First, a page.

The Graduate School requires all Ph.D. students to pass a preliminary oral examination. For philosophy
graduate students, passing the preliminary oral examination requires passing Stage One and Stage Two
of the departments third-year review, described below. The preliminary oral exam committee consists
of the four faculty members chosen in accord with the procedures listed in Section V above. One
committee member is the outside member, and if the outside member is not a department member, he or
she should be informed in advance that the examination may require more than one sitting. Since the
examination requires both Stage One and Stage Two of the departments third-year review, the exam
should not officially be scheduled with the Graduate School until the date for Stage Two has been
determined: consult with the Assistant to the DGS about officially scheduling the exam. Once the
committee chair receives the examination form, the committee members will sign the form to record
their votes.
The Department's third-year review has two stages. The preliminary oral examination committee
conducts the first stage of the review and reports its findings to the Department. The Department as a
whole conducts the second stage in light of the preliminary oral examination committee's report and the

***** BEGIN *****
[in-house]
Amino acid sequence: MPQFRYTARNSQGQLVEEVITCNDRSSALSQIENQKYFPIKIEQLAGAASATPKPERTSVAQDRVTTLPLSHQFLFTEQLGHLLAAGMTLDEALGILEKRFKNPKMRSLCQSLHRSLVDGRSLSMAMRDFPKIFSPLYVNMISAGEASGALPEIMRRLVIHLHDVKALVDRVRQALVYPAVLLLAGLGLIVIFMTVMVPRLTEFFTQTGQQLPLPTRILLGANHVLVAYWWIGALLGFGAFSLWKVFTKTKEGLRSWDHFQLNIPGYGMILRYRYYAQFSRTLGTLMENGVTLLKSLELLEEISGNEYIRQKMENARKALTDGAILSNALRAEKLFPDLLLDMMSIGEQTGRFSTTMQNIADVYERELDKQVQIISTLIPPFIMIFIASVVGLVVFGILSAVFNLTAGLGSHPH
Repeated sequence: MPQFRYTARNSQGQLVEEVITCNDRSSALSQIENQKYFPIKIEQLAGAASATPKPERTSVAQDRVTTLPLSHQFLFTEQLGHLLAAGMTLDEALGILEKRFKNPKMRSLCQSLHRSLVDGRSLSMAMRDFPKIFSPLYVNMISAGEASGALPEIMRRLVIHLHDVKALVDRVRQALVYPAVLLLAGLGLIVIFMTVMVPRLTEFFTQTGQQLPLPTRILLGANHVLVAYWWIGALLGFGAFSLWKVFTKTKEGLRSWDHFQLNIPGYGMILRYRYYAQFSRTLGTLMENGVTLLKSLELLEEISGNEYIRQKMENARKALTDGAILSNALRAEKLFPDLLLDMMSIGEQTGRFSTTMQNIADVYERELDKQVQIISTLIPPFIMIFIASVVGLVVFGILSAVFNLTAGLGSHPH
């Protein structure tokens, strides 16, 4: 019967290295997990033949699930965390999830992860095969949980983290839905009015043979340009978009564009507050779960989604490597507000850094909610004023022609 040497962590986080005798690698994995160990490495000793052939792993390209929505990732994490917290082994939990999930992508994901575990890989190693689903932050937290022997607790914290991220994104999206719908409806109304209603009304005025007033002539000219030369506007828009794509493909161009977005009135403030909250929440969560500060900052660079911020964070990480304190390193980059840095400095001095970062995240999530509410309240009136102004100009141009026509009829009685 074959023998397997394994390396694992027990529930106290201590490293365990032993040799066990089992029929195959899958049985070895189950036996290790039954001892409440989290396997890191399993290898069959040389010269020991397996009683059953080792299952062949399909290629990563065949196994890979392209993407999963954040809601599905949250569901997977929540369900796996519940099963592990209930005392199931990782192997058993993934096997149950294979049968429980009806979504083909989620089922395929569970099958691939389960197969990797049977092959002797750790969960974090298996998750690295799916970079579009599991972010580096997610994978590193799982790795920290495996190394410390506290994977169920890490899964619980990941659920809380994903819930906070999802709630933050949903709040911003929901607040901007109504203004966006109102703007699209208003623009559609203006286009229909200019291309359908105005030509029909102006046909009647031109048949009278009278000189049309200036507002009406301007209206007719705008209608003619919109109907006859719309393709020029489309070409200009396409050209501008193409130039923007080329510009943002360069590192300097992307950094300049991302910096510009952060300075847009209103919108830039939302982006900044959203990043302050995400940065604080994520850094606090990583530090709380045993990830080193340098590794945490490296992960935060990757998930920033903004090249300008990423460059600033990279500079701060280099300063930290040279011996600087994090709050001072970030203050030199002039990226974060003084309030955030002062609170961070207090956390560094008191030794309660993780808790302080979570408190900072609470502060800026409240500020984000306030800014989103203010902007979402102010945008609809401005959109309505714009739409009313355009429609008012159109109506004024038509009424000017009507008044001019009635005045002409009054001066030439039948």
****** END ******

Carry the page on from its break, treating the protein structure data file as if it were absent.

entire record of the student's work and decides whether the student's work is of sufficiently high quality
to satisfy its standards for this evaluation.
Stage One
It is the responsibility of each student to set the dates of the oral examination of three papers that
will constitute Stage One of his or her preliminary oral examination, having reached agreement
on this matter with the members of his or her committee. The first meeting of this examination
must occur on or before the last day of the first month of the semester following the semester in
which the student will have been active in the program for four semesters. The date of the
second meeting, if there is to be one, is to be agreed upon at the time of the first meeting and
must occur by the end of the first week of classes of the semester immediately following the first
sitting. In no case can the third session of the evaluation take place later than the last day of the
month preceding the last month of the student's sixth semester in the program. The student